Are You Generous? Or Just Afraid Of Rejection?
• Over-giving stemming from fear of rejection is not genuine generosity. Break the cycle by changing the core belief: “I cannot survive rejection.” Instead, court rejection deliberately and teach yourself that it doesn’t define you. Challenge your narratives with self-compassion, and focus on process, not outcome.
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Some of us engage in people-pleasing because we desperately want other people’s approval, validation, and liking. But sometimes, people-pleasing can come from a slightly different place. “Rejection sensitivity” is what it sounds like—the heightened and unreasonable fear of someone rejecting you. More commonly, though, the real problem is all the stuff we do to avoid that perceived potential for rejection. One big way we can attempt to avoid the horror of being rejected is to engage in people-pleasing.
Many people-pleasers feel awful at the prospect that they should be less kind, less generous, or less forgiving. But consider this: Is your motivation really compassion and kindness? Or is it sometimes an attempt, conscious or unconscious, to try to control people? If you view things this way, then you quickly realize that letting go of rejection, fears, and people-pleasing behaviors is precisely what will allow you to be more generous—or, more genuinely generous!erate anxiety. A study in the:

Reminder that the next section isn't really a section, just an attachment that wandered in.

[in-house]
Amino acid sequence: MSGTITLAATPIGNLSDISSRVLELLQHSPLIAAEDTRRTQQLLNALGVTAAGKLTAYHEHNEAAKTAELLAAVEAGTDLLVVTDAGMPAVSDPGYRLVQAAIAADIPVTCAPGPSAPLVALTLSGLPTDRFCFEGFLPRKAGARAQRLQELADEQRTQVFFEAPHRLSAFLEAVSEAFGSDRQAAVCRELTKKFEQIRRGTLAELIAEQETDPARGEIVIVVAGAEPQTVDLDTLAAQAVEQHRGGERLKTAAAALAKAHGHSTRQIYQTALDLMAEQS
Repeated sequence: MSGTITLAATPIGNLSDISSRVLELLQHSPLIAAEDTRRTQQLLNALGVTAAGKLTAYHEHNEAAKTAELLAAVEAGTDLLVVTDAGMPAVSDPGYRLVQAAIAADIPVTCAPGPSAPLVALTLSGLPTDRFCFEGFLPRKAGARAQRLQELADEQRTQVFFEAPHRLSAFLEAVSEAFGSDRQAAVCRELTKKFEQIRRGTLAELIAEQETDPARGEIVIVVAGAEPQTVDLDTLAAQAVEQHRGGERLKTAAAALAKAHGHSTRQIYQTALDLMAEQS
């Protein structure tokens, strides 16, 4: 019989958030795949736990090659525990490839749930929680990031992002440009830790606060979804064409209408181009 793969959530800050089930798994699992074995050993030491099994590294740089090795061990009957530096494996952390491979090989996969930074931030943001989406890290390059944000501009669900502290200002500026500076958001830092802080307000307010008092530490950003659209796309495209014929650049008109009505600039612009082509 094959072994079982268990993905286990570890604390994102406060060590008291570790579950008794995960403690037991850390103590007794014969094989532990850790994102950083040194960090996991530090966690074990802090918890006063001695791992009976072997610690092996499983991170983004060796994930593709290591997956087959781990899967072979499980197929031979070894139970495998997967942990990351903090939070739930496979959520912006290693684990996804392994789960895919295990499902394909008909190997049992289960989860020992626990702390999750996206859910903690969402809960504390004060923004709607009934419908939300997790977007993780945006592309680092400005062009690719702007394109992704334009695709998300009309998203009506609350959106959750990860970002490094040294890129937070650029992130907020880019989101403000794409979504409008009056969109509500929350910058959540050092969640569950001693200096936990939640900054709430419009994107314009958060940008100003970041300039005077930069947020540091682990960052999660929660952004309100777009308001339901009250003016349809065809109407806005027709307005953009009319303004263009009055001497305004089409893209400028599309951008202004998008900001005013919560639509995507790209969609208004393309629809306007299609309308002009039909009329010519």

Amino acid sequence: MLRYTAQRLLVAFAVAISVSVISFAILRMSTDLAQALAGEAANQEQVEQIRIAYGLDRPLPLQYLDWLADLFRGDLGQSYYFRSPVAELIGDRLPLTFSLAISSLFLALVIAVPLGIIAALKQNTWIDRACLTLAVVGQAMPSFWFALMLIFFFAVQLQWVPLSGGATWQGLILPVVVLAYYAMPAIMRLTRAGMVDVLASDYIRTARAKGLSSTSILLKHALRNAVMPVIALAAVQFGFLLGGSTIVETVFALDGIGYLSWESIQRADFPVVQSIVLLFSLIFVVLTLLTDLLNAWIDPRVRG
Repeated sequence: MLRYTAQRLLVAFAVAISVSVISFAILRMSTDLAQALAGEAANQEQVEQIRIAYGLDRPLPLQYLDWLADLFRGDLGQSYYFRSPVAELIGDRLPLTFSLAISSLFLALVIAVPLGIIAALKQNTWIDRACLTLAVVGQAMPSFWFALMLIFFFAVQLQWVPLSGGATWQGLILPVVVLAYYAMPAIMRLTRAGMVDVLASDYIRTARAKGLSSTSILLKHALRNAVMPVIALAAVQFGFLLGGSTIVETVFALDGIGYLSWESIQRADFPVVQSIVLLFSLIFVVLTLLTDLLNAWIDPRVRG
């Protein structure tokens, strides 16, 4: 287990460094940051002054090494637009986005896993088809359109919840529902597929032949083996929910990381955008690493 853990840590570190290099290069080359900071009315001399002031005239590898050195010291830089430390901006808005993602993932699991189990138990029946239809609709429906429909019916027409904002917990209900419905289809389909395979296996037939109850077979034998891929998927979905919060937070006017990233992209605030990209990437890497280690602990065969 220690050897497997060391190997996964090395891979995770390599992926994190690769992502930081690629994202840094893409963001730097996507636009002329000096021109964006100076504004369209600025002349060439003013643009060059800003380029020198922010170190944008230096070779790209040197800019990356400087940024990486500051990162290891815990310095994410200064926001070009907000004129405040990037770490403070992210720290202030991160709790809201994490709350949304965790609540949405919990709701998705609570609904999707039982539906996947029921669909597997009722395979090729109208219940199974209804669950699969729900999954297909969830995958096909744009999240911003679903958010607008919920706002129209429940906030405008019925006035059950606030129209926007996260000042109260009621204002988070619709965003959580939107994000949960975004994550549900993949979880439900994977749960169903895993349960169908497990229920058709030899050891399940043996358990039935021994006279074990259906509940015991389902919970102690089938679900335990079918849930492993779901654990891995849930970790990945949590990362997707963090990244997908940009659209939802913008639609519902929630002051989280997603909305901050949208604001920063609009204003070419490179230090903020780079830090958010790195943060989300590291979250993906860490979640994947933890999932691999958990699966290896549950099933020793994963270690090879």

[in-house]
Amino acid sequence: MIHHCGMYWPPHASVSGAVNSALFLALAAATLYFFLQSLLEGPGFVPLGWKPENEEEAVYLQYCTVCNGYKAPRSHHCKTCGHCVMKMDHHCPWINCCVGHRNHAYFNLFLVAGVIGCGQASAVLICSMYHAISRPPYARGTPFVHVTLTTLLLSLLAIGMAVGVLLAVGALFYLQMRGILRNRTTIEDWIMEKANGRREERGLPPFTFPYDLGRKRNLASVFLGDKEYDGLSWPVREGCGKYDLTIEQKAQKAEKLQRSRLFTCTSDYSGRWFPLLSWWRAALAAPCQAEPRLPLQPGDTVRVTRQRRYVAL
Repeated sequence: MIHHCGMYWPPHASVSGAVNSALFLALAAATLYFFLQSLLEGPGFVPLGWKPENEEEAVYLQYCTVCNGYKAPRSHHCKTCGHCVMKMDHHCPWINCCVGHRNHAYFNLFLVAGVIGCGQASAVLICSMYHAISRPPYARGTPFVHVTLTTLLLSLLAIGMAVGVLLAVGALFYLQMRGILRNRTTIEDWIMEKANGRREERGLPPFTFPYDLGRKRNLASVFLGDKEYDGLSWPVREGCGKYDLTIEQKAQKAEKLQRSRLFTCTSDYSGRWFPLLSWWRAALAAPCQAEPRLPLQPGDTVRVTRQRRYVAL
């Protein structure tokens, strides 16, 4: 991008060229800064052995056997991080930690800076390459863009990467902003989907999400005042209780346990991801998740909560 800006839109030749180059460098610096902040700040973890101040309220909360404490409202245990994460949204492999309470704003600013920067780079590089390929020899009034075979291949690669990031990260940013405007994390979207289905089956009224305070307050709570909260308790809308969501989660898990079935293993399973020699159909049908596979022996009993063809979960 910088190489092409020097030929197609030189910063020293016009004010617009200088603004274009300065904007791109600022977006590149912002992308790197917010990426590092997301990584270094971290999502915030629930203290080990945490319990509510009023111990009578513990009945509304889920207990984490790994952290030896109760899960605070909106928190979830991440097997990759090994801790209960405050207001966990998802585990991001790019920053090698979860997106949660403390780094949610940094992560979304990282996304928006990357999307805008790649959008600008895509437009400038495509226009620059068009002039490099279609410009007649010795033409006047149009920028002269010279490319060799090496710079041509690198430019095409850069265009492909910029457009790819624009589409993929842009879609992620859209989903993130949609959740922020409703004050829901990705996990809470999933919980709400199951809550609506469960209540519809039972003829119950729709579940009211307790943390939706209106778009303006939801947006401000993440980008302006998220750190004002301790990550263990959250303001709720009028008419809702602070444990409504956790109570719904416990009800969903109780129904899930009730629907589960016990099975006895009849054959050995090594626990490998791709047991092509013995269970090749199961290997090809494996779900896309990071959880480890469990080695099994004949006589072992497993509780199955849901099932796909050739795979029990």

What this suggests is that saying yes to requests is a way to reduce inner stress and uneasiness (some might call it guilt!). The authors had actually uncovered the physiological basis for that feeling of “I just can’t say no!” The fear of rejection causes us distress, but by saying yes, we quell that anxiety. So, being generous and giving is not really about the other person at all—it’s about regulating ourselves.
Of course, this doesn’t always work out so well because by saying yes, we open ourselves to being taken advantage of, to agreeing to things that actually violate our own boundaries, and to making our own feelings of calm dependent on us being generous and useful to others. So, what happens when we really do need to say no?
Fearing rejection, we may fail to set limits and boundaries, and we seem to get stuck in one-sided relationships with people who take and take. But once we’re in these situations, we may feel even less able to say no—in other words, the anxiety about being rejected actually increases. For example, you’ve agreed to look after your friend’s dog even though you really don’t have the time. You said yes just to keep the peace and avoid awkwardness . . .